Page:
Just one fire crew remains on the ground today monitoring the
site of fires that have devastated parts of Canterbury.
But with tinder-dry conditions the situation was far from
being treated as over, Fire Service spokesman Brent Dunn
Firefighters have left the site of a scrub fire which at one
point spread over some 100 hectares near West Melton, and a
fire at Mcleans Island last night has also been extinguished.
The site of Thursday's major blaze between Rolleston and
Prebbleton now appears to be out, but one fire crew remains
on-scene in case of any further flare-ups.
"We're on an enhanced response to any vegetation fires in
Canterbury for quite a while," Mr Dunn said.
"Conditions are still tinder-dry. It's just going to take the
wind to whip up and we'll probably be dealing with the same
sort of thing again. But hopefully people have seen the news
and will be a little bit more careful about what they do."
A blaze that burned through 2 hectares of bushland near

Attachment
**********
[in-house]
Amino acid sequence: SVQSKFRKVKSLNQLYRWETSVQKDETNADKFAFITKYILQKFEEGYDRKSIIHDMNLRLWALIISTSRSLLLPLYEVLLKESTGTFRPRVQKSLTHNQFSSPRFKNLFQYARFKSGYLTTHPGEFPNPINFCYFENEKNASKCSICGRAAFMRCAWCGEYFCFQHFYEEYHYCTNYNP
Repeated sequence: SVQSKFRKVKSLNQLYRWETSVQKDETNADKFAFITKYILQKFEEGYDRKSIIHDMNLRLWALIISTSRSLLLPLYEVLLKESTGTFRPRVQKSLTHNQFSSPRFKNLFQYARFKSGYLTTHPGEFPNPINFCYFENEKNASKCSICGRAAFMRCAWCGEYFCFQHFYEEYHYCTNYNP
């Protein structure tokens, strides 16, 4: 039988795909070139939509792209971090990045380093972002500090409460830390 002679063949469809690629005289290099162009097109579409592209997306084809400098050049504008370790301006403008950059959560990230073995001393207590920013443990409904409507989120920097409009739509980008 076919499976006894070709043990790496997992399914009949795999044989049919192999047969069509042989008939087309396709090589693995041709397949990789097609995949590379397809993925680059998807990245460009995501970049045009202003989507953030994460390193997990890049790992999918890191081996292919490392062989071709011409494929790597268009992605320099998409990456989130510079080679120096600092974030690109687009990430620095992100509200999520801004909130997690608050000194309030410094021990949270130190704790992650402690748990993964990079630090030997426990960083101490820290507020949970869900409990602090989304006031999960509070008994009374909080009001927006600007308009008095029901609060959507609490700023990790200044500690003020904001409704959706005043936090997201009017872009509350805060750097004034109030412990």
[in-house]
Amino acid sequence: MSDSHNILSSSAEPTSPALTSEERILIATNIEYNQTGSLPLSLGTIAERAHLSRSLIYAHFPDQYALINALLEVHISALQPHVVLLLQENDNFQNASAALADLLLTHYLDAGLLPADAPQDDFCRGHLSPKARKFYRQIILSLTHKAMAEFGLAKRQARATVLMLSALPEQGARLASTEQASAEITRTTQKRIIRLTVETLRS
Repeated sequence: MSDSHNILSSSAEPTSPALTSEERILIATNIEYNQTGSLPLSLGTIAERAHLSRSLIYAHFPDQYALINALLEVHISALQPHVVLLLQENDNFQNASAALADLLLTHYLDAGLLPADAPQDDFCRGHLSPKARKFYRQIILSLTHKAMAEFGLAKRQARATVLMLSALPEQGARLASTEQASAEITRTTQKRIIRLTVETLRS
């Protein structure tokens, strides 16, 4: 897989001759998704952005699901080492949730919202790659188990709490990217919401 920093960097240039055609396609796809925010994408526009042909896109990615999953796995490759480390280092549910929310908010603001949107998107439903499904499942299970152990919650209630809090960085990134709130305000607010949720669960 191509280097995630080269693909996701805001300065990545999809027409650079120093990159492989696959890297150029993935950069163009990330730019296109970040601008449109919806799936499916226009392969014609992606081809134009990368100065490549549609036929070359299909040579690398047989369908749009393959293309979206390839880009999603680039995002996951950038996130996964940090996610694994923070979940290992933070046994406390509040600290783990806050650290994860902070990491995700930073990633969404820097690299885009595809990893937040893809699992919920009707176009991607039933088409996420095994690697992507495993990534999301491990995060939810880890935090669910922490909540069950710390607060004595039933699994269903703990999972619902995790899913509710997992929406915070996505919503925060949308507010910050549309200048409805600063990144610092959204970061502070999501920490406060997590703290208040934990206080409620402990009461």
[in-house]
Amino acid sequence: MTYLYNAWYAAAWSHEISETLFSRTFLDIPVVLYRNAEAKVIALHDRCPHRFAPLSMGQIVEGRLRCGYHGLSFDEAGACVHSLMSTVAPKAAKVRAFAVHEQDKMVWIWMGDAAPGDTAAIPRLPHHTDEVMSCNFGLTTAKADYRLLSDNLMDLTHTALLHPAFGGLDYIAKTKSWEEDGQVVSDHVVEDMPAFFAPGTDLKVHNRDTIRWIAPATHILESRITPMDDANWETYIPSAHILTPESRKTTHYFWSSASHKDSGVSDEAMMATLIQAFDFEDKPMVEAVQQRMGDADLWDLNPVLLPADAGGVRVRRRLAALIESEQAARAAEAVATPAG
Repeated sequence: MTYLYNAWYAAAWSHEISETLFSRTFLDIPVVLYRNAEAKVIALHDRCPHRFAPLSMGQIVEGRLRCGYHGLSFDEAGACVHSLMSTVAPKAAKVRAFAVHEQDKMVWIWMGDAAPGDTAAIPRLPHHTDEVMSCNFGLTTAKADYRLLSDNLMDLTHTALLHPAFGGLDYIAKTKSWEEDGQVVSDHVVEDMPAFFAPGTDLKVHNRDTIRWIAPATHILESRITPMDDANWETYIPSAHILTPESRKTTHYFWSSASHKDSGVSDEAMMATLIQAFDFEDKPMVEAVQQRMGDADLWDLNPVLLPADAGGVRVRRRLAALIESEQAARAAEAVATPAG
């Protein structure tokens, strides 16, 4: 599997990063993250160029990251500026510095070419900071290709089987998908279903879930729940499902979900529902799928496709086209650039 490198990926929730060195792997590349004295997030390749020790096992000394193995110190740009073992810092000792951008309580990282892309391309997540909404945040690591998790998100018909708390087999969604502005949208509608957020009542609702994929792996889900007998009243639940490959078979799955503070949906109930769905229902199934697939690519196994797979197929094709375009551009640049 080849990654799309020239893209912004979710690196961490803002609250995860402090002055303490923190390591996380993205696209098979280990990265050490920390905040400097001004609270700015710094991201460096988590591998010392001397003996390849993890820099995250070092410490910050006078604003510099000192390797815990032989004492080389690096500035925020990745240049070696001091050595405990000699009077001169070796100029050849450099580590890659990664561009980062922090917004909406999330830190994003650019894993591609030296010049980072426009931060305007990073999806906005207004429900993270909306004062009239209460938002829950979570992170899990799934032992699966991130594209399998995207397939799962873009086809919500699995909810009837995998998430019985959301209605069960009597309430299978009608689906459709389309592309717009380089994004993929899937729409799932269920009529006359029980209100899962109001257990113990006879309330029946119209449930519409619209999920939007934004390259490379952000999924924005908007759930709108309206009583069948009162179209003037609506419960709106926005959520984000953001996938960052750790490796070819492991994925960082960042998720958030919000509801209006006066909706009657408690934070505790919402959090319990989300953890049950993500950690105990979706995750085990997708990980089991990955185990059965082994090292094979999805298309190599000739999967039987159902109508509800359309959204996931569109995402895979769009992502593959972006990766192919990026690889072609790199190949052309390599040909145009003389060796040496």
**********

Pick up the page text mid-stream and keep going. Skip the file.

Christchurch Airport late last night is being investigated
after fears it was deliberately lit.
It took up to 50 firefighters to bring the fire under control
Temperatures around Canterbury were expected to rise above
the mid-20s today, with Timaru expected to be one of the
hottest areas with a top of 30C.
It was earlier feared that "dry thunderstorms" could spark
more fires in the region today.
MetService forecaster Allister Gorman said the West Coast had
been pounded by thunderstorms this morning, but the storms
had not moved over to the Canterbury planes as originally
"There definitely was some activity around Fairlie late this
morning, and we've had some stuff in Lake Coleridge area as
well, but generally most of the Canterbury planes has managed
to escape so far, and there's probably very little chance now
of anything turning up.
What is dry thunderstorm?
A thunderstorm and lightning that occurs without any
How does it work?
Dry thunder forms when there is a lot of dry air beneath a
thunder cloud, which is sitting high in the atmosphere. As
the rain falls from the cloud, it evaporates in the dry air
before it has the chance to hit the ground.
Is it common?
It is not very common in New Zealand, although it has been
happening a bit in the past few weeks because of the hot and
relatively dry air drifting over from Australia.
On average, New Zealand has about half a dozen dry
thunderstorms a year, compared with a normal thunderstorm
happening somewhere in New Zealand every two to three days.
It is more likely to happen on the east coast of both